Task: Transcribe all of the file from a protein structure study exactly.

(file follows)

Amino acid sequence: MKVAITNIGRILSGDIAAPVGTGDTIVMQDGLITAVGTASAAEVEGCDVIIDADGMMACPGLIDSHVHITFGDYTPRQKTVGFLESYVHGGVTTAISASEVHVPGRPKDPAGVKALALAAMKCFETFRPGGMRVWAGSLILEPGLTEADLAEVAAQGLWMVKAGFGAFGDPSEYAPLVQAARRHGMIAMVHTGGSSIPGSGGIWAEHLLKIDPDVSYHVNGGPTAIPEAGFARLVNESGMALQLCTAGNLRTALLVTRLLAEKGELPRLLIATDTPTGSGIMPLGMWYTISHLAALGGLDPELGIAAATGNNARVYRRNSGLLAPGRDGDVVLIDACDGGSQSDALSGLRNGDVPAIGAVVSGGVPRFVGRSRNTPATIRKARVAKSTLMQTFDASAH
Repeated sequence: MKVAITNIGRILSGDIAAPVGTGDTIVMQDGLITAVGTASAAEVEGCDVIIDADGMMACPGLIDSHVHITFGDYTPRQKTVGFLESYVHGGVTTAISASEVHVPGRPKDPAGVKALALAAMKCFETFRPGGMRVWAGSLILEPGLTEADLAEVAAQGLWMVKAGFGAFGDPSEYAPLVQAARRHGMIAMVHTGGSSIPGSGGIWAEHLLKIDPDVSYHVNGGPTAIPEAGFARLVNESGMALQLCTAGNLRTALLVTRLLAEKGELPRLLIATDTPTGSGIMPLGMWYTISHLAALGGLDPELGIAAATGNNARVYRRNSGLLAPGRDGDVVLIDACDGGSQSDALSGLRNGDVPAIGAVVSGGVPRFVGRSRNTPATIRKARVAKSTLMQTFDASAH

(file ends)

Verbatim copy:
Amino acid sequence: MKVAITNIGRILSGDIAAPVGTGDTIVMQDGLITAVGTASAAEVEGCDVIIDADGMMACPGLIDSHVHITFGDYTPRQKTVGFLESYVHGGVTTAISASEVHVPGRPKDPAGVKALALAAMKCFETFRPGGMRVWAGSLILEPGLTEADLAEVAAQGLWMVKAGFGAFGDPSEYAPLVQAARRHGMIAMVHTGGSSIPGSGGIWAEHLLKIDPDVSYHVNGGPTAIPEAGFARLVNESGMALQLCTAGNLRTALLVTRLLAEKGELPRLLIATDTPTGSGIMPLGMWYTISHLAALGGLDPELGIAAATGNNARVYRRNSGLLAPGRDGDVVLIDACDGGSQSDALSGLRNGDVPAIGAVVSGGVPRFVGRSRNTPATIRKARVAKSTLMQTFDASAH
Repeated sequence: MKVAITNIGRILSGDIAAPVGTGDTIVMQDGLITAVGTASAAEVEGCDVIIDADGMMACPGLIDSHVHITFGDYTPRQKTVGFLESYVHGGVTTAISASEVHVPGRPKDPAGVKALALAAMKCFETFRPGGMRVWAGSLILEPGLTEADLAEVAAQGLWMVKAGFGAFGDPSEYAPLVQAARRHGMIAMVHTGGSSIPGSGGIWAEHLLKIDPDVSYHVNGGPTAIPEAGFARLVNESGMALQLCTAGNLRTALLVTRLLAEKGELPRLLIATDTPTGSGIMPLGMWYTISHLAALGGLDPELGIAAATGNNARVYRRNSGLLAPGRDGDVVLIDACDGGSQSDALSGLRNGDVPAIGAVVSGGVPRFVGRSRNTPATIRKARVAKSTLMQTFDASAH